This project was successfully completed in 2017 with the help of our partners: The Forest County Association of Lakes, Lake Metonga Association, Silver Lake Association, Crandon Lion’s Club, Laona Lion’s Club, City of Crandon, Town of Laona, Forest County Forestry and Parks Department, and K2Pro Signs.

Throughout the 2017 swimming and boating season it was evident that the life jackets were being used by the general public. The Forest County Health Department received positive feedback on the success of the Life Jacket Loaner Stations promoting safety on the water for boaters and swimmers alike.

If you have any questions about setting up a Life Jacket Loaner Station, please feel free to call us at 715-478-3371.

 

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May is Mental Health Month

When you or someone you love is dealing with a mental health concern, sometimes it’s a lot to handle. It is important to remember that mental health is important to everyone’s overall health and well-being, and mental illnesses are common and treatable.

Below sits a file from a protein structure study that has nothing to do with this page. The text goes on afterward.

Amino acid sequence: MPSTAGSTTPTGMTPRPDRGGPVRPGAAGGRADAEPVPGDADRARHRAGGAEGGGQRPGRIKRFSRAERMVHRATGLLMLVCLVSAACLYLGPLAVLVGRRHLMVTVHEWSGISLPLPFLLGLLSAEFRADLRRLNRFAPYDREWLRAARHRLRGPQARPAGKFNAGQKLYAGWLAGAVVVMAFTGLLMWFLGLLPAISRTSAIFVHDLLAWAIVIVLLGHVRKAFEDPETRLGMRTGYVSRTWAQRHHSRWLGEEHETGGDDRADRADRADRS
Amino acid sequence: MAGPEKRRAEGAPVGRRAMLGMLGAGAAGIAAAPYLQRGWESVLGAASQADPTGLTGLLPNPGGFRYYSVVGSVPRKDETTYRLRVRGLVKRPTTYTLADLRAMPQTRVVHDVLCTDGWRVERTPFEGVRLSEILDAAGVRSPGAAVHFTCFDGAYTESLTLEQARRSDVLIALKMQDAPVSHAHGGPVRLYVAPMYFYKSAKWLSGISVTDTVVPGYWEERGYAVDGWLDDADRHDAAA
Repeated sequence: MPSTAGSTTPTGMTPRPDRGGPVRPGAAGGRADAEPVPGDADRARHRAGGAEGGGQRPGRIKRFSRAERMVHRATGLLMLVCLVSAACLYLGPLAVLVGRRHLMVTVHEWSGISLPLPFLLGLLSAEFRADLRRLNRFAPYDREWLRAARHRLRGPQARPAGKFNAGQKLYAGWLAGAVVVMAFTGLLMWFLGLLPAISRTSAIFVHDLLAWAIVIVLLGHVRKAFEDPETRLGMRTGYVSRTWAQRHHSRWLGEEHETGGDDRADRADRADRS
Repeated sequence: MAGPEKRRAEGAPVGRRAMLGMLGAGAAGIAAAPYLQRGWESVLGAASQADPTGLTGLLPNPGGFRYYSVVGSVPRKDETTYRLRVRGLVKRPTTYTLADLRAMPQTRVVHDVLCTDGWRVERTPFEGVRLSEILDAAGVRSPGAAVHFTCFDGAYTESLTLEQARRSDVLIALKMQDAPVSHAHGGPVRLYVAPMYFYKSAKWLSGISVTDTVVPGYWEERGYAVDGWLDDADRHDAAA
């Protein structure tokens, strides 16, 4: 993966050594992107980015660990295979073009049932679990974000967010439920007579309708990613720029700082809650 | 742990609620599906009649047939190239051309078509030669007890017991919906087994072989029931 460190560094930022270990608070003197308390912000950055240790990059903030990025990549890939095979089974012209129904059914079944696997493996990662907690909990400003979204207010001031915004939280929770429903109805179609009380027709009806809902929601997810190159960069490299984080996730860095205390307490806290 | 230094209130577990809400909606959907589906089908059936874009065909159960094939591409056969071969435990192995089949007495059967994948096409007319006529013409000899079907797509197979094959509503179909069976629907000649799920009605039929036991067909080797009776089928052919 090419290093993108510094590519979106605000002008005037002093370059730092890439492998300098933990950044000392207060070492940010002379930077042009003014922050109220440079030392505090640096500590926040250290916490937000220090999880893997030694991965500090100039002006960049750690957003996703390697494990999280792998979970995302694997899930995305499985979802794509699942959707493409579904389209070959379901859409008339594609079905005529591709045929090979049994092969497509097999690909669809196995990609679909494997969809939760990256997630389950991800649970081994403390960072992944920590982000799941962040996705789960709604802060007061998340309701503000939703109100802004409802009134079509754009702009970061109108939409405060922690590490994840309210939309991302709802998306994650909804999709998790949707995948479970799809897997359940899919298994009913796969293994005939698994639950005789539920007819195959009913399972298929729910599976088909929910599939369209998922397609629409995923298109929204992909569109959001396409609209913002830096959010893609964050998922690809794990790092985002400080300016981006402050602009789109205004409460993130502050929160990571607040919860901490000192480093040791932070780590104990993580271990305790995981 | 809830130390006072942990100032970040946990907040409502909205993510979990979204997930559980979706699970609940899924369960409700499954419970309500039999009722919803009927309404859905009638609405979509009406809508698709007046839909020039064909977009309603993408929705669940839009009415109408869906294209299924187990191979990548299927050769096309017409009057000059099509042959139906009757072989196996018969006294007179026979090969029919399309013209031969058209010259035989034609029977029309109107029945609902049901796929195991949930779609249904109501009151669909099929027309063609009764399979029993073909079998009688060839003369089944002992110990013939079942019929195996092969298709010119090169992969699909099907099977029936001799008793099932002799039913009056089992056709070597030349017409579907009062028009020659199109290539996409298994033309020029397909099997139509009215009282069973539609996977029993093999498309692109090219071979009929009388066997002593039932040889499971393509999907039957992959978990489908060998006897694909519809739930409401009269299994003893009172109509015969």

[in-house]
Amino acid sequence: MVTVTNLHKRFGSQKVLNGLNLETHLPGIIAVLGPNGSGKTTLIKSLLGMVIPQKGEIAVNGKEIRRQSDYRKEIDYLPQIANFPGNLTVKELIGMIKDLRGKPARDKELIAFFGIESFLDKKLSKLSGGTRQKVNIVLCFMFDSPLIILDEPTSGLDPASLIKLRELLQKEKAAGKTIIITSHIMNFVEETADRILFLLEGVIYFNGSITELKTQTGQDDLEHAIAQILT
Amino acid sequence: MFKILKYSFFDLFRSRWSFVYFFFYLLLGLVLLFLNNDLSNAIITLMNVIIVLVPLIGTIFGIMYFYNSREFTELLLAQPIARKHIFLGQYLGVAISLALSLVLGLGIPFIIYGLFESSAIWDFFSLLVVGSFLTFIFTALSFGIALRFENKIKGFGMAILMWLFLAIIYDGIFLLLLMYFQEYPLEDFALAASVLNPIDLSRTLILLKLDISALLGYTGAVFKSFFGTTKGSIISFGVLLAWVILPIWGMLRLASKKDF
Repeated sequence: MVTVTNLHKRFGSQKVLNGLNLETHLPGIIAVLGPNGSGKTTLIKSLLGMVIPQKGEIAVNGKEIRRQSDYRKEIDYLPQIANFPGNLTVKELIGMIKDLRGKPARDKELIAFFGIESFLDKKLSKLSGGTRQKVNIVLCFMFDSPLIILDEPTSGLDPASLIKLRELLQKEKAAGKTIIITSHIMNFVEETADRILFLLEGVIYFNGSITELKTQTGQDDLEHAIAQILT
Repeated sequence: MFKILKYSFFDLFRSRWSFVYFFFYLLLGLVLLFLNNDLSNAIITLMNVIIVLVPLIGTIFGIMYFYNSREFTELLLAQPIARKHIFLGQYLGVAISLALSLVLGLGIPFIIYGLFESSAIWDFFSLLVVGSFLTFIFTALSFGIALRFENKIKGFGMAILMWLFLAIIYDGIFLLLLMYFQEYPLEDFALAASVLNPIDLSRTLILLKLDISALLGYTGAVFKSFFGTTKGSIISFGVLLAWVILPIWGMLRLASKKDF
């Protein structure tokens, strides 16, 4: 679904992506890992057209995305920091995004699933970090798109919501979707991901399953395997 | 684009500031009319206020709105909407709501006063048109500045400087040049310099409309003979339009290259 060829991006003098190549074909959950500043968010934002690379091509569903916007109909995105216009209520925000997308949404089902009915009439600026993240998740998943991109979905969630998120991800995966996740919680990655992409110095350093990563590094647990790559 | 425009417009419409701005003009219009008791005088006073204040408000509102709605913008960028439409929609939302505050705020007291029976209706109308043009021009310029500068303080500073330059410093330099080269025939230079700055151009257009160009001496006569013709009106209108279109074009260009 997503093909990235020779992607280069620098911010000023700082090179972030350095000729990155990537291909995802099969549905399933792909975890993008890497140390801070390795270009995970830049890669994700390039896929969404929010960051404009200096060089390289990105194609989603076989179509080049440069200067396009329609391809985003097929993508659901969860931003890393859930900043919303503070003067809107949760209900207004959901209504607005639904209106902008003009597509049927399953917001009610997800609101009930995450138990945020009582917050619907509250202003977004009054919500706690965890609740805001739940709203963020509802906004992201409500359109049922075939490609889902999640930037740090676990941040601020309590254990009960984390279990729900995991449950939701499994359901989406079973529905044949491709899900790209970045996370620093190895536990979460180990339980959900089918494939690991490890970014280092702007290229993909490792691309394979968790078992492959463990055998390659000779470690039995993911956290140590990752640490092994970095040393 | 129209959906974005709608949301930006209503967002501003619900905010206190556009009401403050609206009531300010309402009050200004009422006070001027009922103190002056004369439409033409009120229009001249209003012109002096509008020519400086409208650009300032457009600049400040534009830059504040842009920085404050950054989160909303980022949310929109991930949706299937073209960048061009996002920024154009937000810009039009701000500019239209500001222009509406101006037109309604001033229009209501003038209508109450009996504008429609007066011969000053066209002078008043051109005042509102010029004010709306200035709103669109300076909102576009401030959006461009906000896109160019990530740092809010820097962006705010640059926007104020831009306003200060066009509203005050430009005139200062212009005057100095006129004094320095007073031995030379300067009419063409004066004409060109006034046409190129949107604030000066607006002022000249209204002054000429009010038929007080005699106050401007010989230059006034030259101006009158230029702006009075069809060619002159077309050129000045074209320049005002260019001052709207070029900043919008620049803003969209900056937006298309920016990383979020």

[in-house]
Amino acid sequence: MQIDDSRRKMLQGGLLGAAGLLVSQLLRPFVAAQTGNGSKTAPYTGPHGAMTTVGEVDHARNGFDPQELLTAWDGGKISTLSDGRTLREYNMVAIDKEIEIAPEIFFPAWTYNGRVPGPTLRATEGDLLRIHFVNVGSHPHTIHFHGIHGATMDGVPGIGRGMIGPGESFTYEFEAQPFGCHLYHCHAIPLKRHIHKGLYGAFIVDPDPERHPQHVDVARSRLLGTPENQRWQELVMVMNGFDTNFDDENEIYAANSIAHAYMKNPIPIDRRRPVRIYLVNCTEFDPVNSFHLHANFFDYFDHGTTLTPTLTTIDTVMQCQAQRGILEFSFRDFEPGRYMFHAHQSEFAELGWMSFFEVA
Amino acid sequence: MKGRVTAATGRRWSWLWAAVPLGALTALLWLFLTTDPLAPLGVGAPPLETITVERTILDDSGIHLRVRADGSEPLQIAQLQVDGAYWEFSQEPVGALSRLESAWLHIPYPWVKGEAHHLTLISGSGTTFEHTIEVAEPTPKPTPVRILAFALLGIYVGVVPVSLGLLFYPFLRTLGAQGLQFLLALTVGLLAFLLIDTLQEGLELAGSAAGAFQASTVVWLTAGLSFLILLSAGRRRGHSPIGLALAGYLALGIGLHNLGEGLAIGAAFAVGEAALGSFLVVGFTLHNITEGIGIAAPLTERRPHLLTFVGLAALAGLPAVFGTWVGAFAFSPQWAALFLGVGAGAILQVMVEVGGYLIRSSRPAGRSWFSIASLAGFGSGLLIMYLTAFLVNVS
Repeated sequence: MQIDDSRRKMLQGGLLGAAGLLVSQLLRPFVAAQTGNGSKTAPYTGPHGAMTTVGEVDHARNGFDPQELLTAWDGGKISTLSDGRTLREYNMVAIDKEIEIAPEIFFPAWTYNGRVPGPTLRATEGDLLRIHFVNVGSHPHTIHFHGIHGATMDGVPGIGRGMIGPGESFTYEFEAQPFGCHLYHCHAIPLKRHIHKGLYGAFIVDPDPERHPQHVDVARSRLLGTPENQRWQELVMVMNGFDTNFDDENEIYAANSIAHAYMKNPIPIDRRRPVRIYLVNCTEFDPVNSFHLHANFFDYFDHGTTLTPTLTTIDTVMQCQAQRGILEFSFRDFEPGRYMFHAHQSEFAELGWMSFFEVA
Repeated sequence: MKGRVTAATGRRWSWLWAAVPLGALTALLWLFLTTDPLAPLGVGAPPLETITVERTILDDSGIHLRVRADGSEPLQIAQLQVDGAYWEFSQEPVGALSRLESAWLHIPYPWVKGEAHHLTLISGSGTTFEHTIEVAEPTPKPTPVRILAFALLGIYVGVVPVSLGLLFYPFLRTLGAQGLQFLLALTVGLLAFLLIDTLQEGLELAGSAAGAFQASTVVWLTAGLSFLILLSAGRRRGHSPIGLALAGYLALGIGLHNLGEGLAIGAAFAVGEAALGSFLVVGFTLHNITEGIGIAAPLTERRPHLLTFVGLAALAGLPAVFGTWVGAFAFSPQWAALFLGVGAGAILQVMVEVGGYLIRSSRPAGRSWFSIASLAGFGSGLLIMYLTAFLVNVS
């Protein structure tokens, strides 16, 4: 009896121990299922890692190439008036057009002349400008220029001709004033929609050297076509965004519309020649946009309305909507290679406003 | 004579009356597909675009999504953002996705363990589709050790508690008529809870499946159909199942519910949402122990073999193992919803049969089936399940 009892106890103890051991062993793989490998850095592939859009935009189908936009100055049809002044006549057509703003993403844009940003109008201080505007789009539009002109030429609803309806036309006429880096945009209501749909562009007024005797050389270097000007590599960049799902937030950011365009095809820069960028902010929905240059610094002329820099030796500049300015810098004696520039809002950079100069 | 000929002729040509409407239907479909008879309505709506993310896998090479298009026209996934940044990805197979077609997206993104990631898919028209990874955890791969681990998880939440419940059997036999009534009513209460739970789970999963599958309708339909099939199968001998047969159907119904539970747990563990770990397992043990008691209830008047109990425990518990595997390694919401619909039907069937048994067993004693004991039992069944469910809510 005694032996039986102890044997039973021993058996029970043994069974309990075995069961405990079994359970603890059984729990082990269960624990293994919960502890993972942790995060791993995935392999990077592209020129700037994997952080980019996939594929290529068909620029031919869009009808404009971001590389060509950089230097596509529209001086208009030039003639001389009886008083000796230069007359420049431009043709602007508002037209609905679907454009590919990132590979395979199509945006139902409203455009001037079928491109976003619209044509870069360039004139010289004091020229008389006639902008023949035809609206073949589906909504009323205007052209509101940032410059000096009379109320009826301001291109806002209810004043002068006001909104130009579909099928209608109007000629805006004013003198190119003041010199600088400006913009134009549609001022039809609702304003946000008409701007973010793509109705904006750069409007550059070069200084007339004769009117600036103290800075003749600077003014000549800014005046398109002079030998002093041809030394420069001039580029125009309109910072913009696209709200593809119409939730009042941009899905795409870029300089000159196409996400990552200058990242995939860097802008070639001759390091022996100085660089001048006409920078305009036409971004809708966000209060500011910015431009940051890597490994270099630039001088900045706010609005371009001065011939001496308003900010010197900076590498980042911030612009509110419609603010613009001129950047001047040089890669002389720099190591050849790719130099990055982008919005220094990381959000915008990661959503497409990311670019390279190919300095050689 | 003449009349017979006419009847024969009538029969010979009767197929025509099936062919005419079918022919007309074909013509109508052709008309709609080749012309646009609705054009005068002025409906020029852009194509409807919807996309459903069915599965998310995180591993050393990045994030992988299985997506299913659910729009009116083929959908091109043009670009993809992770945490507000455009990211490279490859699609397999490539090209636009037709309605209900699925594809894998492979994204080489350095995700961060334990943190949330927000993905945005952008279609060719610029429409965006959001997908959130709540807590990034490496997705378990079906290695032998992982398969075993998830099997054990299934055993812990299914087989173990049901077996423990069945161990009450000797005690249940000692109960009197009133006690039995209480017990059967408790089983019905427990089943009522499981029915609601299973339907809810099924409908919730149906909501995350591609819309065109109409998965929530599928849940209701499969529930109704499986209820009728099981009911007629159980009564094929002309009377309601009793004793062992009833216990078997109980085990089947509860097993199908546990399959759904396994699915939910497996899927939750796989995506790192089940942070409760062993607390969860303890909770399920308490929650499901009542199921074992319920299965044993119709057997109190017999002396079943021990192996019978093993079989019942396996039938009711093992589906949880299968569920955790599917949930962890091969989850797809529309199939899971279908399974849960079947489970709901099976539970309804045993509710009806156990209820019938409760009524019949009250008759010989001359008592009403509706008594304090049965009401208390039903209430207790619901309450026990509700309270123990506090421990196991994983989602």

So much of what we do physically affects us mentally. That is why this year’s theme for May is Mental Health Month – Fitness #4Mind4Body.  The focus is to pay attention to both your physical health and your mental health, which can help achieve overall wellness and set                                                                  you on a path to recovery.

May is Mental Health Month and we are focusing on how a healthy lifestyle may help prevent the beginning of or worsening of mental health conditions, as well as heart disease, diabetes, obesity and other chronic health problems. It can also help people recover from these conditions. Eating healthy foods, managing stress, exercising, and getting enough sleep can go a long way in making you both physically and mentally healthy.